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Keywords: Caribbean, eutrophication, LTER (long-term ecological research), coastal settings, human ... - page 11 / 14





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  • How do long-term changes in freshwater flow control the magni- tude of nutrient and organic-matter inputs to the estuarine zone?

  • How will human- induced changes in nutrient enrichment, together with these changes in hydrology, affect patterns and mag- nitudes of primary and secondary production in diverse types of coastal settings?

  • How will these direct impacts by cultural eutrophication interact with long-term changes in climate drivers (sea- level rise, hurricanes, fires) to modify ecolog- ical patterns and pro- cesses across different coastal settings? Any application of the

approach and research agenda proposed here to carry on long-term ecolog- ical studies in the Caribbean will need to take into con- sideration the financial re- quirements of the study and the strong cultural and po- litical differences among all nations forming the wider Caribbean region. One of the major impediments to reducing environmental degradation of the Carib- bean Sea is the complex process needed to establish a regional management plan for marine resources. Richards and Bohnsack (1990) pointed out more than a decade ago that the real problem was the lack

Figure 5. Proposed research questions along an upstream-downstream salinity gradient encom- passing marshes, mangroves, sea grasses, and

coral reefs.

(continued on next page)

Freshwater and brackish marshes

  • 1.

    How do differences in freshwater flow modify the spatial distribution of wetlands in the upper regions of the watershed?

  • 2.

    What is the nutrient (phosphorus and nitrogen) removal capacity of wetlands around agricultural and urban areas?

  • 3.

    What changes in species community composition and pro- ductivity occur in response to an increase in nutrient loads?

  • 4.

    How does the quality and quantity of organic matter change along a hydrological gradient from freshwater marshes to mangrove forests?


  • 1.

    Does aboveground (wood, litterfall) and belowground productivity change in response to differential nutrient enrichment (phosphorus versus nitrogen)?

  • 2.

    Are mangrove species-specific growth rates modified by changes in hydroperiod and along salinity gradients, and what physiological mechanisms are developed or optimized to maintain these growth rates?

  • 3.

    How fast are productivity and nutrient flux patterns within mangrove forests reestablished after major human (e.g., fresh- water diversions) and natural (e.g., hurricanes) disturbances?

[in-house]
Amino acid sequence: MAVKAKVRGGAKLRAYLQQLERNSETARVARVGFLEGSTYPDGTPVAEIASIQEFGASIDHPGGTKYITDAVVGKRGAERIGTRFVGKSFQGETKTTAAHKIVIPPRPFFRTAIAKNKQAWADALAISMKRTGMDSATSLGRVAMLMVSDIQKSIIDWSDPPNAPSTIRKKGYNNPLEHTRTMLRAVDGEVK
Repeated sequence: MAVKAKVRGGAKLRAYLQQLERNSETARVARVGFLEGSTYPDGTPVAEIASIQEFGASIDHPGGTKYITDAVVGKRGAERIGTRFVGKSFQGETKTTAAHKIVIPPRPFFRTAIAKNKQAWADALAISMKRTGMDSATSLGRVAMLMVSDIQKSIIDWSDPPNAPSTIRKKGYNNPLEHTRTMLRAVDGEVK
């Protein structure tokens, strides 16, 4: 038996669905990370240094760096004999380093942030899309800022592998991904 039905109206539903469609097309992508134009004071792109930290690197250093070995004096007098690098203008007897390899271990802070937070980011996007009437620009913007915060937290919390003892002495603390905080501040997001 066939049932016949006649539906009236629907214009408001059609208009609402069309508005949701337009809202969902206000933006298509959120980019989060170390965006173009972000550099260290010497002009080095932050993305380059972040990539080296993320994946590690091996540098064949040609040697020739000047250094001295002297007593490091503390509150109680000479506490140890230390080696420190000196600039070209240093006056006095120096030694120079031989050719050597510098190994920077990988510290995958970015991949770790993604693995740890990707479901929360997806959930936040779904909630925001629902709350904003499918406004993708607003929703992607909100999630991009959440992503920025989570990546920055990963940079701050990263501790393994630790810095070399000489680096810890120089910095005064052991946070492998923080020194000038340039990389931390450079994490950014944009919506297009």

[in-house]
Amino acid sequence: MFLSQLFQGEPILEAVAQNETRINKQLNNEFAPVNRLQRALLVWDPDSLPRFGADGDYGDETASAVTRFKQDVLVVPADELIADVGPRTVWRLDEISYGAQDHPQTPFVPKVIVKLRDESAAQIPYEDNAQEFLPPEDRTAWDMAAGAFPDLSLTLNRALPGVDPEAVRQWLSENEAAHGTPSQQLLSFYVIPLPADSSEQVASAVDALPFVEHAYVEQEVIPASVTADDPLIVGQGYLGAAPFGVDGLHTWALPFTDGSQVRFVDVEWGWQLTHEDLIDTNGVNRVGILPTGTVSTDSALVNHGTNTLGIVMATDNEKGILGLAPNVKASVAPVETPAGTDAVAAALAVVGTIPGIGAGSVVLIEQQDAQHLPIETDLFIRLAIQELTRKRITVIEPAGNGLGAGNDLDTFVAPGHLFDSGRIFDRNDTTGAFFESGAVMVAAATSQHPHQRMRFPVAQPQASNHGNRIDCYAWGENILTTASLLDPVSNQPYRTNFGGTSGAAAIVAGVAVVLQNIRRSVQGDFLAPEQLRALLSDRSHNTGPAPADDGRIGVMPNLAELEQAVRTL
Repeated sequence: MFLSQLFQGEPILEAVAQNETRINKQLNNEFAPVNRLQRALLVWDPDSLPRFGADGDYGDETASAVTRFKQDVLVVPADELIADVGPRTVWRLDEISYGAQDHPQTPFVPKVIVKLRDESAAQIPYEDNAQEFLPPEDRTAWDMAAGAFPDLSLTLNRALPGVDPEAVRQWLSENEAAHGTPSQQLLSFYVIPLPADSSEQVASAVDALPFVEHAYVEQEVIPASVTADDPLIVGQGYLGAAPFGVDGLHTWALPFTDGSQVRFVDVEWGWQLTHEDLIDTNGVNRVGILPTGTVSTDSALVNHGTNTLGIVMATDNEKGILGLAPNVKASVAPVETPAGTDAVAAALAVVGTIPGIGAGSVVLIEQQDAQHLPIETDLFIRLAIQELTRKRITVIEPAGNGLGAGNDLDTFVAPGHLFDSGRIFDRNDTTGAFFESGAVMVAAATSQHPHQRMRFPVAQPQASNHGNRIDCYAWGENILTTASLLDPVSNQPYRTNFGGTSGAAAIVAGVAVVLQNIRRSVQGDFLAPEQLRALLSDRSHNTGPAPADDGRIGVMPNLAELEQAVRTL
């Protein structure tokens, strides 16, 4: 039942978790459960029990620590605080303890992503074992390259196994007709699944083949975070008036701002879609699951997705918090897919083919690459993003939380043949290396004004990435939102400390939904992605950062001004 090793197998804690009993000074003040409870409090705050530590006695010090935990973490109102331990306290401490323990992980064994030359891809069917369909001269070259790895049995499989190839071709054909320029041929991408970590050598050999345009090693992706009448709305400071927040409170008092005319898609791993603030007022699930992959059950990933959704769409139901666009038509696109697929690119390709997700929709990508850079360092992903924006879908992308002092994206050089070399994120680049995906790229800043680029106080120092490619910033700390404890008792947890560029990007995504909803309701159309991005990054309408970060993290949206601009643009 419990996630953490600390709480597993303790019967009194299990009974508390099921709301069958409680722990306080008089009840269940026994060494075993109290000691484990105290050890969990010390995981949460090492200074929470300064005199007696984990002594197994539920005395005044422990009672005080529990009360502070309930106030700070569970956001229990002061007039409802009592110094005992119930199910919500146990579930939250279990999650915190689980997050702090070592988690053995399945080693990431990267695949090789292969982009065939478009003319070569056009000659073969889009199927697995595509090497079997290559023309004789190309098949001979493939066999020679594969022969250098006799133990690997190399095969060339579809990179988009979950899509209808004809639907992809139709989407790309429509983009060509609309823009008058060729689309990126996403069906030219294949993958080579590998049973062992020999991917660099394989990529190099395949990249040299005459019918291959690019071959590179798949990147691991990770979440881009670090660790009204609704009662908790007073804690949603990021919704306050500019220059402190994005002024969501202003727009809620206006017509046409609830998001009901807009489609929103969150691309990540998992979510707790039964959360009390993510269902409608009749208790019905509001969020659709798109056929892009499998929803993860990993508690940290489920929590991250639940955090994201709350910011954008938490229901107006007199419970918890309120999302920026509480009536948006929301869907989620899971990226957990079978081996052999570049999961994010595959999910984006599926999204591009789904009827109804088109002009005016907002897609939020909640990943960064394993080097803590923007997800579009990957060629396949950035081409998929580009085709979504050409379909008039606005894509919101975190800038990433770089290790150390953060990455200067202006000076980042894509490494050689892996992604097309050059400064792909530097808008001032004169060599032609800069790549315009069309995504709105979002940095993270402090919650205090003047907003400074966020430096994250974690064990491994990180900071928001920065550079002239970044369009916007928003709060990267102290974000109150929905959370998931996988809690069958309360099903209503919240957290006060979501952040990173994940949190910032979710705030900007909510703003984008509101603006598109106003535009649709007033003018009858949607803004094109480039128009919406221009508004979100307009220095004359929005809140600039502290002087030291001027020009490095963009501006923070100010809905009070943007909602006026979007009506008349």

• 4.

    Does the relative importance of organic matter exported from mangrove forests as a major food source to sustain secondary production vary across geomorphological settings?

  • 5.

    How do accretion and elevation rates in mangrove forests vary in response to change in sea-level rise across the Caribbean?

Sea grasses

  • 1.

    What is the minimum nutrient loading rate that triggers the replacement of sea grass–dominated systems with phytoplankton-dominated systems? Is the magnitude of this rate similar across different geomorphological settings?

  • 2.

    How are the growth and reproduction rates of sea grass modified as nutrient availability increases? Are species- specific responses related to site-specific hydrological and salinity regimes?

  • 3.

    What is the role of the interaction between sediment oxygen concentrations and nutrient availability in con- trolling the spatial distribution and mortality of sea grass?

  • 4.

    How are the growth rate and spatial distribution of sea grass affected when mangrove forests are removed?

  • 5.

    How fast do sea grasses recover after major natural (hurricanes) and human (nutrient enrichment) disturbances?

cultural, educational, and economic differ- ences among these countries. Of particular importance are the diverse management poli- cies (or complete lack thereof) that each coun- try has developed, based on economic priorities that do not embrace sustainable development.

One of the major priorities for sustain-

able management of the rich diversity of eco- systems in the wider Caribbean is to develop cost-effective research programs addressing common management issues in different

of coordinated support

locations. Cross-domain approaches and col-

among the 36 to 40 Caribbean nations and territories for mon- itoring the rich and diverse ecosystems in the region. Some of the major impediments to such coordination are the wide

laborations could foster the development of analytical and experimental tools to address common environmental prob- lems in the region. The approach and research agenda

September 2004 / Vol. 54 No. 9 BioScience 853

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